George Shultz was tactful in making Canada the first country for an official visit in his capacity as US secretary of state. Canadians are often taken for granted south of the border. They should not have to rescue US hostages in Iran to be reminded of the regard in which they are held by their nearest allies.
Relations have been unnecessarily edgy lately. One reason is Ottawa's ''Canadianization'' effort to reduce US domination of business in Canada. Another is Washington's ''dream-like lack of urgency'' on acid rain, as a Canadian legislator called it during a public debate with a US legislator at the very time of the Shultz visit.
Now the diplomatic atmosphere has been improved. And so may the environmental atmosphere be improved in the wake of Secretary Shultz's agreement with Canadian External Affairs Minister Allan MacEachen to share the cost and results of more research on acid rain. As it is, Canadians charge that pollutants from US industry are damaging their lakes and forests.
Enough has long been known about acid rain for the Council on Environmental Quality to have recognized it several years ago as one of the two most serious global environmental problems linked to fossil fuel burning. (The other is the accumulation of carbon dioxide in the atmosphere.) More information on precise causes and effects is necessary for devising full and effective safeguards.
However, the extra study must not become an excuse for inaction. The Reagan administration's increase in funding for research has been accompanied with moves that have concerned environmental groups. Sulfur dioxide from coal-burning plants, for example, is seen as an ingredient in acid rain. But instead of reducing authorized emissions from existing sources the administration has increased them by 1.5 million tons a year. It has also sought legislative extensions of deadlines for satisfying sulfur dioxide standards.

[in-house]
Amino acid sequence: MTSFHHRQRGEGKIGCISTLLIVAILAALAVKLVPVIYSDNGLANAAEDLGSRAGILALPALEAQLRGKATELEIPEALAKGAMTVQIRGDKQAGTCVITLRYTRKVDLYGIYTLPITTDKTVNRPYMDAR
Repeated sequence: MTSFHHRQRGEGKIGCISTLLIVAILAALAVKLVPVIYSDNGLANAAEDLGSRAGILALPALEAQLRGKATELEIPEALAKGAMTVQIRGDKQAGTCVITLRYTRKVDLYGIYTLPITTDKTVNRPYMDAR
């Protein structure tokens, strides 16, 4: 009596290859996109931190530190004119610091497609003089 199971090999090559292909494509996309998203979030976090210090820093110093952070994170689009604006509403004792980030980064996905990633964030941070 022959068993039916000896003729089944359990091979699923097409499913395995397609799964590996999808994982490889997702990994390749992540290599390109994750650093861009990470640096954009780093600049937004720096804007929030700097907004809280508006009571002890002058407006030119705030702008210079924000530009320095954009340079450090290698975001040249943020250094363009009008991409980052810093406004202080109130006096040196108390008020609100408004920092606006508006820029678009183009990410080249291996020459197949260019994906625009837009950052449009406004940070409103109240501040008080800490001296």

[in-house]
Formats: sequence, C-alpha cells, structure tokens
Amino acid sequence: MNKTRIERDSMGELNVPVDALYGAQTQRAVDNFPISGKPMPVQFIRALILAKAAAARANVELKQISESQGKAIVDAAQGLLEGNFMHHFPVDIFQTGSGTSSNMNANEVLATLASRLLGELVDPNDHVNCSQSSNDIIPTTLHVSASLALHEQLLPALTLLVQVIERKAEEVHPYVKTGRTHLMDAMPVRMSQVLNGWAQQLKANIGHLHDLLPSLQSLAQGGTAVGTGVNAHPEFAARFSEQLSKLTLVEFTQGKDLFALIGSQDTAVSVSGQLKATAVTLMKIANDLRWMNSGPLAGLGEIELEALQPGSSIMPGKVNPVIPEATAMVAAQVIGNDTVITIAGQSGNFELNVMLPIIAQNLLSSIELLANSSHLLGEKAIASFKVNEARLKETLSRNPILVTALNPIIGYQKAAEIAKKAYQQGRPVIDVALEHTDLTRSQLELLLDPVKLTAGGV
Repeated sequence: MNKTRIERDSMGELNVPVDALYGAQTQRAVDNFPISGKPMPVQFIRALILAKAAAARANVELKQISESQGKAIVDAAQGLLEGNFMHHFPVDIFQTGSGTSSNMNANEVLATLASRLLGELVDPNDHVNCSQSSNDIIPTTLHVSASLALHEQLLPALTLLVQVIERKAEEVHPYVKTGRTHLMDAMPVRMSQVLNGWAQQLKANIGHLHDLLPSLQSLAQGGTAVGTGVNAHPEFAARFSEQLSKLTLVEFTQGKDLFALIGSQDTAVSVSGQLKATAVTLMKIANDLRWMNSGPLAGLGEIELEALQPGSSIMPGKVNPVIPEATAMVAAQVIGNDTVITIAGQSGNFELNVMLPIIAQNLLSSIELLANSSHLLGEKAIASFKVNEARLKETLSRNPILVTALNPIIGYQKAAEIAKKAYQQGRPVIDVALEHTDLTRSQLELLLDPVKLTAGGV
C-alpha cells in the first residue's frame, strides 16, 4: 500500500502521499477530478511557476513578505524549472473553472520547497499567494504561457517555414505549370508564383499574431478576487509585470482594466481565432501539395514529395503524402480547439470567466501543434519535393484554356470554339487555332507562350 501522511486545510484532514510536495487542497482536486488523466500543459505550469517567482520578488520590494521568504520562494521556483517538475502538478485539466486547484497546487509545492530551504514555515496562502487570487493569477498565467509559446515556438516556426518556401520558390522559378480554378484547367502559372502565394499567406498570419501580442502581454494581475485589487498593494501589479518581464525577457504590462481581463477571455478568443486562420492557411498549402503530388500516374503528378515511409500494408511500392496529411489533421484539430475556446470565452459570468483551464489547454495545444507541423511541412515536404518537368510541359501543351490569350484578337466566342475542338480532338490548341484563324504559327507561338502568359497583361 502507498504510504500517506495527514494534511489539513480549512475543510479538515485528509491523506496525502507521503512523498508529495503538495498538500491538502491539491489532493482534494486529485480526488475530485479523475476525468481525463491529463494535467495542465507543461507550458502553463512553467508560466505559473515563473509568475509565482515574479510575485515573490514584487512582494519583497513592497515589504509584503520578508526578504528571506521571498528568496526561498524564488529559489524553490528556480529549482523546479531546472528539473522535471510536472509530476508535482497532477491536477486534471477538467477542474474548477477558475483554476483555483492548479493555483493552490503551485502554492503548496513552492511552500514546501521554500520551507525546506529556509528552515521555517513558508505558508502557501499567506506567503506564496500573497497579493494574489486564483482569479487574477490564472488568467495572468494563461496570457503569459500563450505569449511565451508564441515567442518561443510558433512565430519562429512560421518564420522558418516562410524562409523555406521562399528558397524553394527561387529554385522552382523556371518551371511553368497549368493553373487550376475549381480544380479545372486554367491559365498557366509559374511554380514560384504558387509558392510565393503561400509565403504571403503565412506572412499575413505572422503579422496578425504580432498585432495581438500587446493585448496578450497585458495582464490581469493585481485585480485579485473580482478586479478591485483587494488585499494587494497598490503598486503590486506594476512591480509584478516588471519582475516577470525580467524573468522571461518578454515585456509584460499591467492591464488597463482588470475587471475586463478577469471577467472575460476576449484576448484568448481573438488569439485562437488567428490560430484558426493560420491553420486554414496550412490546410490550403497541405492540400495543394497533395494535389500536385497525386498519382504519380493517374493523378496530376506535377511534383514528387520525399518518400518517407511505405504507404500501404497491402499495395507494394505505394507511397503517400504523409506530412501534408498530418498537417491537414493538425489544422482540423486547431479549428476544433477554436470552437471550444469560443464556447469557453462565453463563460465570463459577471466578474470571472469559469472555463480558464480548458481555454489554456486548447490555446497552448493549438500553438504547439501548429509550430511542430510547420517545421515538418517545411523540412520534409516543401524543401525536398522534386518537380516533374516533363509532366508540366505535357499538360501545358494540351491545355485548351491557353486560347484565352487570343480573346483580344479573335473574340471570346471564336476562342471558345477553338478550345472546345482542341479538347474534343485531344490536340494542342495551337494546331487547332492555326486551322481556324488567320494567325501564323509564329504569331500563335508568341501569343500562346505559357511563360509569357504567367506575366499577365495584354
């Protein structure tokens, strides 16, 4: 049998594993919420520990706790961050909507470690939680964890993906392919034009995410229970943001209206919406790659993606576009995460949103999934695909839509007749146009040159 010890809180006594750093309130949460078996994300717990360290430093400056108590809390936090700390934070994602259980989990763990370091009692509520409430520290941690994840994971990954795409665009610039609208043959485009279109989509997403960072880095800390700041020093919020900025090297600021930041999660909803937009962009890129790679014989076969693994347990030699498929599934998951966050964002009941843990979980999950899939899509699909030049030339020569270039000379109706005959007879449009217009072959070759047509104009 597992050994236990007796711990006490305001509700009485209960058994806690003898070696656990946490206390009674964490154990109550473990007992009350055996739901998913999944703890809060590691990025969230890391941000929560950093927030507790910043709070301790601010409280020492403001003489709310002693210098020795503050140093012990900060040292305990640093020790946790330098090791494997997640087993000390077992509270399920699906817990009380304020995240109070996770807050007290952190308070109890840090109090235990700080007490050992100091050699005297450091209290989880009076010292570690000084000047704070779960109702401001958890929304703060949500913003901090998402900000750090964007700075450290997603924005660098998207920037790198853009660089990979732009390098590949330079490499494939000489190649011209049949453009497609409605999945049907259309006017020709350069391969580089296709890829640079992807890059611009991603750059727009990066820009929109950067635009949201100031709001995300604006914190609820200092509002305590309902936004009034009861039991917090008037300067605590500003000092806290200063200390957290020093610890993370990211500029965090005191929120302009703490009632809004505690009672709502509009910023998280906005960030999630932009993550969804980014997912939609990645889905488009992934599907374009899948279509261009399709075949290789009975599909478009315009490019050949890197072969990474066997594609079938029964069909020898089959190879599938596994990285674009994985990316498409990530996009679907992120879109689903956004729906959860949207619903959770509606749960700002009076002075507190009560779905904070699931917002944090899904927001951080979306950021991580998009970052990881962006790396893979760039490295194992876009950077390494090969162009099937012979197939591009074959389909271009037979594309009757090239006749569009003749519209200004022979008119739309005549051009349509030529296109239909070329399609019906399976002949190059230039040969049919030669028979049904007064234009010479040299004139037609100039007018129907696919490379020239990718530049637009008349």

The research agreed to by Messrs. Shultz and MacEachen ought to get rid of any dream-like lack of urgency and clarify just what should be done.
If acid rain has been the most publicized recent US-Canadian issue, the question of equitable economic relations is no less important for two countries whose trade amounted to $92 billion last year. Here the prospects also should be brightened as the two officials follow through on their commitments to meet regularly in the future to avoid misunderstandings.
They found ready agreement against the rise of protectionist trade policies. This was particularly welcome on the eve of next month's GATT talks in Geneva, to be chaired by Mr. MacEachen.
Mr. Shultz gave similarly welcome assurances of Reagan administration opposition to specific US legislative proposals to limit the access of Canadian lumber, trucking, and uranium to US markets. The drive to restrict uranium imports at the moment seems especially short-sighted. With plenty of uranium available from various sources, restriction would only raise prices for US buyers.
In brief, Mr. Shultz's journey northward may indicate a useful realization that, by and large, what is good for one of these good neighbors is good for the other.